As I write this, I have begun my preparations for the 98th Convention of the American Federation of Musicians, to be held June 21–25 in Las Vegas. I will arrive with the hope that we will create a more unified union, but I will also arrive with trepidation that the atmosphere of internal fighting and negativity will persist.
I believe that the way things are is not the way things have to be. The way things are:
- A negative image of the future for the arts in America persists, despite evidence to the contrary that could be used to promote a future of growth.
- Negotiating committees in orchestras around the country are weary from the constant threats from their managements of bankruptcy and force majeure, situations that are, in many cases, the result of managerial decisions and not just the economic downturn. Musicians are fearful, and managements are emboldened by our compliance.
- Orchestral musicians turn to our union, a federation of locals, for support, but instead they are often met with political attacks and disregard. Musicians of all styles that would seek to band together are instead often torn apart by the politicization of our Federation and by a structure that seems to value discord over debate.
The way things could be:
- An atmosphere of unity could be fostered within our union. Personal attacks could end. Dialogue and debate could be initiated. We could join together with a spirit of “what happens to one of us happens to all of us.” Where disagreements exist, forums could be created for conversation and respectful debate.
- The unity and communication within ICSOM could be a model for the entire union, promoting renewed strength and hope for Federation members.
- ICSOM’s positive message of hope for the future of the arts could be promoted by every member of this union. Communities across the country eager for a positive message could be invited to join our community of orchestras and musicians. The union could become a source of inspiration for our members, and the audiences and citizens we serve.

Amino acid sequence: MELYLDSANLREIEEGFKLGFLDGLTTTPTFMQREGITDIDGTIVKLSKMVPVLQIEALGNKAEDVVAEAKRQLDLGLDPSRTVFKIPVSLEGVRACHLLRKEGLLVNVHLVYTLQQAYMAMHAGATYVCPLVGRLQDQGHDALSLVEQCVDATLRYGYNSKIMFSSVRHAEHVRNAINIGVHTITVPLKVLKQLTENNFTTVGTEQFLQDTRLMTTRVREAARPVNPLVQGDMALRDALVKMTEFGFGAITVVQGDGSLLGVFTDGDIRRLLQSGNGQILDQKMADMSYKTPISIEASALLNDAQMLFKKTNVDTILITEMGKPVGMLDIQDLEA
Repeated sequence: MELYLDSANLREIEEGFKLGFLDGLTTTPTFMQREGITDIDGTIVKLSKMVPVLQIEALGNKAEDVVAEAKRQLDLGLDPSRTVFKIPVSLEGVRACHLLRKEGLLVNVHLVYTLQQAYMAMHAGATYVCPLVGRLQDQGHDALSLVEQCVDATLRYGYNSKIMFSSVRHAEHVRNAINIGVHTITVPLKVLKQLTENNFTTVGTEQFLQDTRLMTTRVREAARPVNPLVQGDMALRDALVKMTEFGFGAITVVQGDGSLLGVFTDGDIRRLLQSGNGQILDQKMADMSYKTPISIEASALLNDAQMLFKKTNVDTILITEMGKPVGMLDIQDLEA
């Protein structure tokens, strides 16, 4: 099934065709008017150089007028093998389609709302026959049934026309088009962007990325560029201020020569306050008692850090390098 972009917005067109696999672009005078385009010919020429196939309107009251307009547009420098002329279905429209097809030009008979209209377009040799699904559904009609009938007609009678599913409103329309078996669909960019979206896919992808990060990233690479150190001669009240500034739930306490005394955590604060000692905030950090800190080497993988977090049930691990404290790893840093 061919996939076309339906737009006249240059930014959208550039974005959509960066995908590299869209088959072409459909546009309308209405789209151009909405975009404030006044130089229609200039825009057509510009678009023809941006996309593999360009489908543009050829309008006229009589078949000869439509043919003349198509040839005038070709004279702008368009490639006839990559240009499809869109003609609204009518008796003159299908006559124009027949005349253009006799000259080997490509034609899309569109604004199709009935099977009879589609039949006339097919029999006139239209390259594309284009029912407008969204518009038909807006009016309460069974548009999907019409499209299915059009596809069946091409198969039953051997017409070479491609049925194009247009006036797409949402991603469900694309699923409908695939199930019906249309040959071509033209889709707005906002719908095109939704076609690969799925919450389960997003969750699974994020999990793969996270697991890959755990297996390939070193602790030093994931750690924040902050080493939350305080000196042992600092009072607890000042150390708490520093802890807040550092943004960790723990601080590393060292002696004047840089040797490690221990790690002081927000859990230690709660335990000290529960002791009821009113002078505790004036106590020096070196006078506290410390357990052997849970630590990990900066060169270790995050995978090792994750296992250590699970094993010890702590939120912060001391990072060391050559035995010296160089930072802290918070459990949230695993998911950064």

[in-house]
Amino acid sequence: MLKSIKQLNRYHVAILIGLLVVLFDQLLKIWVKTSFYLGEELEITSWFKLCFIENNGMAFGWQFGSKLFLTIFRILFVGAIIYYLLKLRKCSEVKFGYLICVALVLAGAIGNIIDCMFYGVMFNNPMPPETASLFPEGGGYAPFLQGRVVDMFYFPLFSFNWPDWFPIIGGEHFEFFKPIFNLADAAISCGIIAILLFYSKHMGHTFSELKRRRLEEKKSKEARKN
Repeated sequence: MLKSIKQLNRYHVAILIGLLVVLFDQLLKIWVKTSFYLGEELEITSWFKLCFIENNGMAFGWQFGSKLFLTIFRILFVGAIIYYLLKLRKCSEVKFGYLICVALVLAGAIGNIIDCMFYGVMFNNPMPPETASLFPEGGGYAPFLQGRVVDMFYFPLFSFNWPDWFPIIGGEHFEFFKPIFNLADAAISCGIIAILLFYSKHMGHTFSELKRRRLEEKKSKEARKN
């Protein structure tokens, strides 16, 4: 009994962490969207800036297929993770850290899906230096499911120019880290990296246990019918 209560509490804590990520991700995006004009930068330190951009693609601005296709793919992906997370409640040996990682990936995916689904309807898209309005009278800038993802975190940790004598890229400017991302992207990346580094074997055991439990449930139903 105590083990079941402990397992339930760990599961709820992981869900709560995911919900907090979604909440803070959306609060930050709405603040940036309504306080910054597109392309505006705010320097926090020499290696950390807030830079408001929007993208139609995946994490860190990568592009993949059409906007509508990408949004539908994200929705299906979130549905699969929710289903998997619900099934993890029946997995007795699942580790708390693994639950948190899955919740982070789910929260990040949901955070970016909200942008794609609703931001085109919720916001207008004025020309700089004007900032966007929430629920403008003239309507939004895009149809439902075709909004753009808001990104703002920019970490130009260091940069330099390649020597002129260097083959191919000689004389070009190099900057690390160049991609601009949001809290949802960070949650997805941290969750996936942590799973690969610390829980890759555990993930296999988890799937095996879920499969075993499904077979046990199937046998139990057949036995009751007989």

Recently, I have been reading a book by Miriam Pawel about the evolution of the United Farm Workers, titled The Union of Their Dreams: Power, Hope, and Struggle in Cesar Chavez’s Farm Worker Movement. I love the title of this book. The brave founders of the UFW were creating the union of their dreams, and they did so by uniting their dreams.
I think maybe that is what has been lost in the American Federation of Musicians. Our dreams are no longer united. In fact, we seem at cross purposes almost everywhere we turn, as frequently the most basic issues are politicized and division is used as a political tool.
But the way things are is not the way things have to be. I believe that we all still share the same dreams. It has just become impossible to hear that shared idealism over the din of divisiveness, the personal attacks, the political maneuvering, and the lack of an inspirational message.
We all believe in a strong union that can serve its members. We all believe in the role that musicians can play in community service. We all believe in the value of our art. We all believe that we must educate the next generation. And, we all believe in the message of hope that our music and our work can provide.
But, in this fractured union, we are undermining our dreams. We are not harvesting from common ground but instead are sowing seeds of distrust that limit our ability to be true advocates for the arts in North America and across the world. This union could be a beacon for our dreams, but, instead, it is becoming a roadblock.
In recent years, the musicians of ICSOM have become more unified, even in troubled times. We have answered calls to action to assist our colleagues. A move against one of us is a move against all of us. In the nearly 50 years since ICSOM was created, the organization has served as an advocate for the arts and our members, and we have sought out opportunities to respectfully debate our differences while also uniting our dreams.
These opportunities can still be found in the AFM. It is not too late—but it is getting there. An inspirational message must arise from this 2010 Convention, or the future of our union could be very dark.
The way things are is not the way things have to be. We can create the union of our dreams.